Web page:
Adult Nursing III - ANAPHYLACTIC - EXAM 2.docx

Adult Nursing III - ANAPHYLACTIC - EXAM 2.docx -...

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ANAPHYLACTIC Pathophysiology: i. Severe and life-threatening systemic hypersensitivity reaction ii. Release of histamine results in systemic vasodilation, increased capillary permeability, and smooth muscle contraction iii. Common Triggers: 1. Foods (nuts, shellfish, soy, wheat, etc) 2. Diagnostic agents (Contrast dye) 3. Drugs (antibiotics, NSAIDS, opioids, etc) 4. Venom (bee, wasp, hornets, fire ants) Clinical Manifestations: SOB Tachypnea Wheezing, stridor, cyanosis, confusion Will lead to respiratory arrest if not treated Tachycardia Hypotension Cool, pale, clammy skin Weak pulses Flushing Urticaria Angioedema Medical Management: i. Remove the trigger if possible ii. Maintain patent airway, provide 100% O2 via nonrebreather mask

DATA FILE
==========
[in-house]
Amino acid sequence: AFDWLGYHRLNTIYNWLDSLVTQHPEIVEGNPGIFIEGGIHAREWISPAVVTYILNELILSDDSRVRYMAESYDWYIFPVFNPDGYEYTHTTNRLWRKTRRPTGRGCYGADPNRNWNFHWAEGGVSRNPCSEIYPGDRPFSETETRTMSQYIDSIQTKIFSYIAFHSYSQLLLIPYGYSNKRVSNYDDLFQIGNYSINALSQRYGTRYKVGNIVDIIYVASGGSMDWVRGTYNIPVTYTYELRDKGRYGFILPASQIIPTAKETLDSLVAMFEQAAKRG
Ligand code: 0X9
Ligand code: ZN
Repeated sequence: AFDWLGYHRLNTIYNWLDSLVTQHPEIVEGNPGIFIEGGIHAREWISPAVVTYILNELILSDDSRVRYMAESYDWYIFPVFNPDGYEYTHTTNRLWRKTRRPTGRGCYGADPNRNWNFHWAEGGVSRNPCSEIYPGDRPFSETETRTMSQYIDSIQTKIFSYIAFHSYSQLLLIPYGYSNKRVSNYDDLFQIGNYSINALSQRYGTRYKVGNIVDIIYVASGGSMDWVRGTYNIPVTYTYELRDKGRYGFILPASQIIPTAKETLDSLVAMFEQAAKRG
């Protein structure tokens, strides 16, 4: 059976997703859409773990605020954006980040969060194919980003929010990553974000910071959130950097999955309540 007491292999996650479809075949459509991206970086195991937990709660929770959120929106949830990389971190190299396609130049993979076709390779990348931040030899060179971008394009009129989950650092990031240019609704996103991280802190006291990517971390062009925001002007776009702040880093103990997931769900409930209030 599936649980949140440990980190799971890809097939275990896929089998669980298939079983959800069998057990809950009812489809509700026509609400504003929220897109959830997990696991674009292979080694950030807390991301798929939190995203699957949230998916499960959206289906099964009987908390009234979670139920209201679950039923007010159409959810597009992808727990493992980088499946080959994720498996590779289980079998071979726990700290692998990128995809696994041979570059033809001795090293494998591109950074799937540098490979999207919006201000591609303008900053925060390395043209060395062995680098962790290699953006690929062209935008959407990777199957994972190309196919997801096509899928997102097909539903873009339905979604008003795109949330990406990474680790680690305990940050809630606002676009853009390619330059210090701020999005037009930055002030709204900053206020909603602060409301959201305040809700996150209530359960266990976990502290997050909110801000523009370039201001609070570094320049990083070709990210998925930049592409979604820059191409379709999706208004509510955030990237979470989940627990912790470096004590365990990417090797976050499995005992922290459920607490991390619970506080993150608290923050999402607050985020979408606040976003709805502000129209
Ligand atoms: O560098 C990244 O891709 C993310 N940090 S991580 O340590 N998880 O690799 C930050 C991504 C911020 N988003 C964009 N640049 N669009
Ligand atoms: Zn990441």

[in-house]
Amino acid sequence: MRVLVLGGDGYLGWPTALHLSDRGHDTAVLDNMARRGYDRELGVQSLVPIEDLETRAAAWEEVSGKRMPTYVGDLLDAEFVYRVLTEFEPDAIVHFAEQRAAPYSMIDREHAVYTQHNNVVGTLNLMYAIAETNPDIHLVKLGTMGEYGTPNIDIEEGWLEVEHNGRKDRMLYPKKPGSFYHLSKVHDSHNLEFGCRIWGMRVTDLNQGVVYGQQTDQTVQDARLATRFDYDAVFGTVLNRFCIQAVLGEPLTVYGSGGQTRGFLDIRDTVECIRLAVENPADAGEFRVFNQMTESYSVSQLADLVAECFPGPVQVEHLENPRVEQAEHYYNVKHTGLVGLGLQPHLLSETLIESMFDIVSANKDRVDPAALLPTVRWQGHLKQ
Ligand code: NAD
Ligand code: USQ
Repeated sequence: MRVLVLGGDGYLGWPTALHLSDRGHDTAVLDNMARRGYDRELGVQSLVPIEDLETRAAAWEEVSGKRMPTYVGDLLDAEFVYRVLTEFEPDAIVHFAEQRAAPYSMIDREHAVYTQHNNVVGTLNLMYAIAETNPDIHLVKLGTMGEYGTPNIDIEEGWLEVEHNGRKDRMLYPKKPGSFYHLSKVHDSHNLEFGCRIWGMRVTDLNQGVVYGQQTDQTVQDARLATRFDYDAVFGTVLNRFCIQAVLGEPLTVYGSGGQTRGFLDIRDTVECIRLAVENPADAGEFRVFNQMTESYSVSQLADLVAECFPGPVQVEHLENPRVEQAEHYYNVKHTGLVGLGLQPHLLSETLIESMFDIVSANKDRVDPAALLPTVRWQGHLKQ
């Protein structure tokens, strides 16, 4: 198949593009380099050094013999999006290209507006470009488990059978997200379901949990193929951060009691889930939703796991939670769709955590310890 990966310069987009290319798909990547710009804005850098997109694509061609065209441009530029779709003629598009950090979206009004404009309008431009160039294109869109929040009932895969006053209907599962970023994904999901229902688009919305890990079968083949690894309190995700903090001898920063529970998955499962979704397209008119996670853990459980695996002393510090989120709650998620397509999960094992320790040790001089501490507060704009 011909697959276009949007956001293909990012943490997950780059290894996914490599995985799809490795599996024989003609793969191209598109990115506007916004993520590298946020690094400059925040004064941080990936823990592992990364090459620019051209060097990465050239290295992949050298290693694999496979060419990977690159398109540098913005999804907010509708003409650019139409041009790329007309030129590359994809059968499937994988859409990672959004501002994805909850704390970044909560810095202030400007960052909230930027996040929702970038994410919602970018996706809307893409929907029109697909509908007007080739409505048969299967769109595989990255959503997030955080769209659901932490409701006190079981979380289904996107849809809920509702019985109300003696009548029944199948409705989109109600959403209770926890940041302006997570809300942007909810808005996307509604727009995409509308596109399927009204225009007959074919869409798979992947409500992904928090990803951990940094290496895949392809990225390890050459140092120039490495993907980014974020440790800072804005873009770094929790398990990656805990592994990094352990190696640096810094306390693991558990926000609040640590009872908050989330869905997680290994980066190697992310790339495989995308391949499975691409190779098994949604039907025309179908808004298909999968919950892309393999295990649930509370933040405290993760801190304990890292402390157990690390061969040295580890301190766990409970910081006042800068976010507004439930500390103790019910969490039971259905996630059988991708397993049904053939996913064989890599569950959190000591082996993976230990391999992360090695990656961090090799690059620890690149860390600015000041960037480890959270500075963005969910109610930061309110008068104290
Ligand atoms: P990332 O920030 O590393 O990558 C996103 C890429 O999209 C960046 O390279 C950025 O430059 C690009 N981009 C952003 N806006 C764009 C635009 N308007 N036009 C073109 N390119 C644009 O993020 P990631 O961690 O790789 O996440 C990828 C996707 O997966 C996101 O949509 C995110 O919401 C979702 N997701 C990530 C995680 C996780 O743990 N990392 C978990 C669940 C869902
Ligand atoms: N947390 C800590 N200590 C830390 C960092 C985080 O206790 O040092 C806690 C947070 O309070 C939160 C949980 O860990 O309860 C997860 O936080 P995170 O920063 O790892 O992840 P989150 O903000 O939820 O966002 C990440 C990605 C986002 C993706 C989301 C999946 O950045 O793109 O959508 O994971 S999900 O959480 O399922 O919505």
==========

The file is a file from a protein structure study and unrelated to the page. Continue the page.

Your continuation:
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  • Fall '18
  • Histamine, respiratory arrest

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